And you’re like, “Well, no, no. We have to account in all the other kinds of
inefficiency and then we have to come up with sum total.” And they might think
– they could agree that we want more good stuff but disagree that you can do
that sort of math. And so you can’t import the legitimacy of doing that math
just by using the word efficiency.
So this is problem with us where I want to inherent a bunch of standard
concepts from economics and you resist. That is, we have a standard structure
in economics by which we do have these comparisons and that we do add them all
up to sum total and that’s why we can talk about efficiency. So …
There’s a standard resistance to that on the part of the outside world where
that structure is not acceptable to the people that you want to persuade. And
so, just presupposing isn’t going to help you make your case.
Well, they are not in the room at the moment.
I’m voicing their concerns right now.
But it would take us a substantial detour to go into the usual economic
analysis of efficiency and why these things are comparable and why you can add
But I think it is what partiality is. I don’t think it’s a detour. I think
partiality in part is the idea that there are some goods that can’t be summed
up with other goods.
It doesn’t at all seem right to me. That is, the idea of partiality is just
favoring one side. That doesn’t at all imply that it can’t be compared.
I think that …
Incommensurability is a whole different claim than – that you can favor one
side or the other.
Because I don’t think they’re so different. So I think that if you favor some
side or some group then you’re going to be a bit resistant to cashing out of
that and be like, “Yeah, I favor this group and if you pay me enough, I’ll
favor the other side.” You’re going to want to say, “No, my partiality cannot
be bought in that way. It can’t be – I’m not going to exchange it for money
value.” I actually do think that those are related. If people pay you enough
money, would you support some other family other than your own family? You
would probably say to yourself, “There’s no amount of money …” or maybe not
you. But most people would say, “There’s no amount of money which I would do
that.” Which is to say that my partiality amounts to an incommensurability or
But we could represent that as just one has a much higher priority than the
others. I think we could maybe set this dispute aside by just saying when we
favor one side or another of a particular division or partiality, that can
come at our cost of our ability to favor other kinds of partiality. We don’t
necessarily have to agree on the weighting of that. But that would be the key
observation to notice is that there are trade-offs between these things. If we
go far enough to promote citizen participation in building projects, then we
will just not have very many building projects and we would not be able to do
solar energy or mass transit or lower housing costs. There will just be a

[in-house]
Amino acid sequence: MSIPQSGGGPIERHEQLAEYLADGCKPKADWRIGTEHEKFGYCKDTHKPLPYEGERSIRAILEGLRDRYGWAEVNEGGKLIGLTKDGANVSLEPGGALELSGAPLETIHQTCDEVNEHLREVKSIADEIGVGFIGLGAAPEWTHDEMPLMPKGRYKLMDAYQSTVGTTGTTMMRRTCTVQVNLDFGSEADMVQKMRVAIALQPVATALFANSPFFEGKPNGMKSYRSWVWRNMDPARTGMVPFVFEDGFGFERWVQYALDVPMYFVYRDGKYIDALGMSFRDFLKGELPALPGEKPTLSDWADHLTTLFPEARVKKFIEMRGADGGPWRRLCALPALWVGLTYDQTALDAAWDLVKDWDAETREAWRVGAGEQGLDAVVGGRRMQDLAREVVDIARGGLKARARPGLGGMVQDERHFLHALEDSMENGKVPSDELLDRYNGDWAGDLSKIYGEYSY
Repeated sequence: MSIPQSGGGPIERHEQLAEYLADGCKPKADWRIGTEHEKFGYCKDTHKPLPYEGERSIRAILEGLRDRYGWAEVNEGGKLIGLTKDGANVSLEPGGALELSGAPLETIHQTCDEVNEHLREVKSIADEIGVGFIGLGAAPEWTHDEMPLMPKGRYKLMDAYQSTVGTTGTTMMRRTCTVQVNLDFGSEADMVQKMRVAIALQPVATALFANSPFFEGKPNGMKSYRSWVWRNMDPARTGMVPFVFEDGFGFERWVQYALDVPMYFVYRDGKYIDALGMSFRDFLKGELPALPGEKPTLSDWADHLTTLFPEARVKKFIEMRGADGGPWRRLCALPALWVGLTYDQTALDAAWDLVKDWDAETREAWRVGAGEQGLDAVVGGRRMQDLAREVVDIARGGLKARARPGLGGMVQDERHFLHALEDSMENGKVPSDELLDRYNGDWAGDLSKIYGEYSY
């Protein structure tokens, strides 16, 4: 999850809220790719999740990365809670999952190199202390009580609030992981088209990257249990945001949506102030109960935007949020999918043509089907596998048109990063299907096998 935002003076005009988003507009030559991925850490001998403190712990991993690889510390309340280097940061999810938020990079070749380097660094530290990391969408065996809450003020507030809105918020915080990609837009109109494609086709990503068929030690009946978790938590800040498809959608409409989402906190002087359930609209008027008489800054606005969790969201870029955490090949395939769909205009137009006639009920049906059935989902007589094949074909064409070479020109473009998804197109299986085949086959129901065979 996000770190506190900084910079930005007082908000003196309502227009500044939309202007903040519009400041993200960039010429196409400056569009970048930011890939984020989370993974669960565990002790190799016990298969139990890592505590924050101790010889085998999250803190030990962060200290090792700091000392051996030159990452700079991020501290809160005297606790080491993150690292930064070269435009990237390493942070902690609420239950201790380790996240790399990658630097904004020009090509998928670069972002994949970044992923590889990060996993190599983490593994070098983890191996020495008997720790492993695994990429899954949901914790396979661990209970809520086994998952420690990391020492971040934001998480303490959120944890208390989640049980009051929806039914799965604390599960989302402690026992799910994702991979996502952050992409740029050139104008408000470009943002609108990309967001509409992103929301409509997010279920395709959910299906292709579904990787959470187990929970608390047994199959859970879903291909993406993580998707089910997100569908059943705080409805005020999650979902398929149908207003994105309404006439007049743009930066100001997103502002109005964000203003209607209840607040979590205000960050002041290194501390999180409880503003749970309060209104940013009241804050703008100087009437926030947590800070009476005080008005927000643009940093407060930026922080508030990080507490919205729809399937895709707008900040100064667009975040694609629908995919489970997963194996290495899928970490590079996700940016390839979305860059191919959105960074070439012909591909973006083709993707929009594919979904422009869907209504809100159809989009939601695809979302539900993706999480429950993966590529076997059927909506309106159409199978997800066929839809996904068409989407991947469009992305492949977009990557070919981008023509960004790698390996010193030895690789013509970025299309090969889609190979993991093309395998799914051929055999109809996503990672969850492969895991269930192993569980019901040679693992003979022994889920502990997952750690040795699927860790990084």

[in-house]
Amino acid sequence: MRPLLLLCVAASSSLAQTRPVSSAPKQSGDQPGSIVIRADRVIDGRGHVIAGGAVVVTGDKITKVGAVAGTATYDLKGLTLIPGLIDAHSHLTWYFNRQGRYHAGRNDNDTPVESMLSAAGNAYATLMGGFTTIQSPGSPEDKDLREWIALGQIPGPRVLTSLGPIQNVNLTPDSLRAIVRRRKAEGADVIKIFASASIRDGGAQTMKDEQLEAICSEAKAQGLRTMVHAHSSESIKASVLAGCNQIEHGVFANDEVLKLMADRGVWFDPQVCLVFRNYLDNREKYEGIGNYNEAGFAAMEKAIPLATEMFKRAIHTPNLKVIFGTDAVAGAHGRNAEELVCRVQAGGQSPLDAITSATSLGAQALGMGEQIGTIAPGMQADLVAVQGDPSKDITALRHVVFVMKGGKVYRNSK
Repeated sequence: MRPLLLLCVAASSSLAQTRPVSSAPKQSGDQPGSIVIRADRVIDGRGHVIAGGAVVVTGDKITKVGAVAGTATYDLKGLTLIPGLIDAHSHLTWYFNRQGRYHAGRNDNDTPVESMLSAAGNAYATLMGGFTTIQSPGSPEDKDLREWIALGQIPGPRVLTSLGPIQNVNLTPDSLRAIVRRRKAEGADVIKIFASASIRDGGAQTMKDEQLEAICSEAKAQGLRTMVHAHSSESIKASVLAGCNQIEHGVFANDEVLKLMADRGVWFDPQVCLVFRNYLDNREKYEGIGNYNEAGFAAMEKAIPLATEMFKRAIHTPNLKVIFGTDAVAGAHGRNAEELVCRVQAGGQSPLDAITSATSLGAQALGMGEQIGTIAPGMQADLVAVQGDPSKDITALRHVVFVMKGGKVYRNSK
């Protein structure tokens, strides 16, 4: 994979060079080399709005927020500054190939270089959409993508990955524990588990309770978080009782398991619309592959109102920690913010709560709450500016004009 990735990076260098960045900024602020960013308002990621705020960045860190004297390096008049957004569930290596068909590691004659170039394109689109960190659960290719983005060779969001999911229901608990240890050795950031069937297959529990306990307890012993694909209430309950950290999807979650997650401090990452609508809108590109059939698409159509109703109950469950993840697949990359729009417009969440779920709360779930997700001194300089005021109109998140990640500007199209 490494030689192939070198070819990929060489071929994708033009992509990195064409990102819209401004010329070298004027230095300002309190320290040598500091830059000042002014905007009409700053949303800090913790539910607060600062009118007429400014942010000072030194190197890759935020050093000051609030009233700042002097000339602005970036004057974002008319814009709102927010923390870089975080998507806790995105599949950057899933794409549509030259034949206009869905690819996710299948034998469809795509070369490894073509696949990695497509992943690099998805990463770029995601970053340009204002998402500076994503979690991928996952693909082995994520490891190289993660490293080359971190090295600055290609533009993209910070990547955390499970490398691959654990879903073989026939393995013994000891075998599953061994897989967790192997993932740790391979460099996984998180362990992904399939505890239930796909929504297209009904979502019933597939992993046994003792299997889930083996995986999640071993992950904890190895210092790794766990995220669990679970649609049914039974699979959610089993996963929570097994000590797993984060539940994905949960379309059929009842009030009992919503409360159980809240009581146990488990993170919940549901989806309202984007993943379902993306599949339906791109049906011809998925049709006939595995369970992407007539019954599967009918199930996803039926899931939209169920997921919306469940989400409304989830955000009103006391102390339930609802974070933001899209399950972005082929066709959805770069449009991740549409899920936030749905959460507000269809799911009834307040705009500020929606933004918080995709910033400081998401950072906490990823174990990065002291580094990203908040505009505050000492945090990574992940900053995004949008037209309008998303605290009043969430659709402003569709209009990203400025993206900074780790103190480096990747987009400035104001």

bunch of other things we can’t do so much because of favoring that one side.
Right. But I think that there’s actually two different ways to frame that. One
of them is one from a partiality versus another. That argument I think is
often rhetorically persuasive, versus one from a partiality versus just other
good stuff that can be summed together. So like for instance, if there is some
particular group that is going to be disadvantaged because of our high valuing
of citizen participation like poor people say, say we are doing so much
citizen participation but because of that there is a group of people that are
homeless because they can’t get homes. Now, you got yourself a persuasive
argument. Why? Because you’re petting partiality against partiality. Whereas
if you say, “If we do the citizen participation then we are just wasting money
on that. Those are money that we can use for whatever we wanted. That’s going
to be less persuasive to the friends of partiality.
But money lets you be partial. That is, if you wanted to help poor people,
money is a thing that lets you do that. If you don’t have this money, you
can’t do as much of that.
I’m just telling you that there are two different – those are two different
arguments even though you’re right that that’s a thing that people could use
it for. It’s only when it’s framed as designated for that that they are going
to get its power.
But I don’t think we need to settle this to use this observation in the
further point that I had in mind, which is just to say that I want to – I’m
attentive to the cases where being partial to one side or another will greatly
reduce our capacity to promote many other things. And I want to be especially
wary of that, and that’s a kind of partiality I’m especially concerned about.
And say, with respect to the AI risk issue, I would less say that I just don’t
care about the difference between human love and AI love than that I see an
enormous loss of foregoing the AI that the AI is this enormous potential
wealth improver or capacity improver to just do many things. And so, giving up
on that you see in order to promote this one partiality would greatly reduce
our capacity to address a great many others. So that’s the parallel I was
trying to set up.
Right. I guess what I’m saying is that I sort of predict that just saying,
“Well, we can do many things,” is not that persuasive. That many people don’t
care about the ability to do many things. They care about the ability to do
certain specific thing. And if you say, “We’re all going to do those exact
things then maybe you’ll persuade them. But if those are just some things you